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Battersea Park

Battersea Park is an 83-hectare (200 acre) green space at Battersea in the London Borough of Wandsworth. It is situated on the south bank of the River Thames opposite Chelsea, and was opened in 1858.
The park occupies a mix of marshland reclaimed from the Thames, and land formerly used for market gardens that served the London population.

Battersea fields, as it was once known, was once a popular spot for duelling. On March 21, 1829, the Duke of Wellington and the Earl of Winchilsea met on Battersea fields to settle a matter of honour. When it came time to fire, the Duke deliberately aimed his duelling pistol wide and Winchilsea fired his into the air. Winchilsea later wrote the Duke a groveling apology.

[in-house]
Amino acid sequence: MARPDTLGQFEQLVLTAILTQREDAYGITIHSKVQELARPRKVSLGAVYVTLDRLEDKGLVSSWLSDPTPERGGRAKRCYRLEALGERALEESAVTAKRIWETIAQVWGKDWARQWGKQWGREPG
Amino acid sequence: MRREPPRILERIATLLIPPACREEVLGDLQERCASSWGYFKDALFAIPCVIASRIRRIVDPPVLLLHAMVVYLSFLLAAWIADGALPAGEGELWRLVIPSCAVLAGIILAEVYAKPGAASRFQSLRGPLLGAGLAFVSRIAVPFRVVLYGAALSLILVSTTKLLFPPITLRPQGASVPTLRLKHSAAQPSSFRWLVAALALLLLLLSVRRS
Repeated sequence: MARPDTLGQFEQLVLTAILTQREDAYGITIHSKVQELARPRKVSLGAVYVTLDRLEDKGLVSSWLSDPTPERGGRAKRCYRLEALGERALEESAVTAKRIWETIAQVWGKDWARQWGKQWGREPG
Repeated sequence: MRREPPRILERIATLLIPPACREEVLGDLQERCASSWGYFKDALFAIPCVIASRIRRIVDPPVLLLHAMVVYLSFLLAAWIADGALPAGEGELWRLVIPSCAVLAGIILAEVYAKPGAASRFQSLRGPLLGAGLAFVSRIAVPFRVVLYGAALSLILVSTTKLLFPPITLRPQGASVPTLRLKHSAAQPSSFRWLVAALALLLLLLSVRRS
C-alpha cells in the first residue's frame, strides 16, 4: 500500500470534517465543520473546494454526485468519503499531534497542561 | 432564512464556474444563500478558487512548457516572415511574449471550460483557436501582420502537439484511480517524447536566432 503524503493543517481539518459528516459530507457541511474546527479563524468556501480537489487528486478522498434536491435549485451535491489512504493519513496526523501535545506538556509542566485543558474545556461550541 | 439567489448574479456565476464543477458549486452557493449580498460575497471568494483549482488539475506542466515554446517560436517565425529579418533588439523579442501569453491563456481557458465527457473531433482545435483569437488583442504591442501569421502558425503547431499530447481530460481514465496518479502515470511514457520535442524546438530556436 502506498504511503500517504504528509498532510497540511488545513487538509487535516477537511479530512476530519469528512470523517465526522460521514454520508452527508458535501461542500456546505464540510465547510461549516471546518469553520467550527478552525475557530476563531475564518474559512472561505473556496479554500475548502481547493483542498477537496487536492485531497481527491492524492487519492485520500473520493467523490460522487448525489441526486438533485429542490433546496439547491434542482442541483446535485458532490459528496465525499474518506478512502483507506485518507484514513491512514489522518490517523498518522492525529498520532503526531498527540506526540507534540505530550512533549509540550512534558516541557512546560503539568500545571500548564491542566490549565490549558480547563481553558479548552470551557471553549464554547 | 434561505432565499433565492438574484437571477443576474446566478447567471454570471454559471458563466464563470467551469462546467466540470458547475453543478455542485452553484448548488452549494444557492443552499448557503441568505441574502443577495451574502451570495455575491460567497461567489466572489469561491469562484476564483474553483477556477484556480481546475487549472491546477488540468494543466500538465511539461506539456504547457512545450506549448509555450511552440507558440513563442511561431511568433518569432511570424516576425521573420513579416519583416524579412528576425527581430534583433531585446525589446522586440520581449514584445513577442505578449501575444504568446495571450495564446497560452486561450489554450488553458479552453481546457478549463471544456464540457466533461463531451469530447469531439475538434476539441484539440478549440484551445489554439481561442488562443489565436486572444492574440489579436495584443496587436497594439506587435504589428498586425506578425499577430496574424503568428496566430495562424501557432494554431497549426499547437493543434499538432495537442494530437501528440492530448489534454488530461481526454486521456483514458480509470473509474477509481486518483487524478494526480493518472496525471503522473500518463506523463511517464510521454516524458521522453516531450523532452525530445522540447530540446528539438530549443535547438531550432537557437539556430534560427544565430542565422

Original designs for the park were laid out by Sir James Pennethorne between 1846 and 1864, although the park as opened in 1858 varied somewhat from Pennethorne’s vision.
Battersea Park hosted the first football game played under the rules of the recently formed Football Association on 9 January 1864.[citation needed] The members of the opposing teams were chosen by the President of the FA (A. Pember) and the Secretary (E.C. Morley) and included many well-known footballers of the day.

From the 1860s, Battersea Park was home to the leading amateur football team Wanderers F.C., winners of the first-ever FA Cup in 1872. One team they are known to have played against at Battersea was Sheffield F.C. in the 1860s. The Wanderers are planning to reform, although it is unknown whether Battersea Park will be used as their home ground again.

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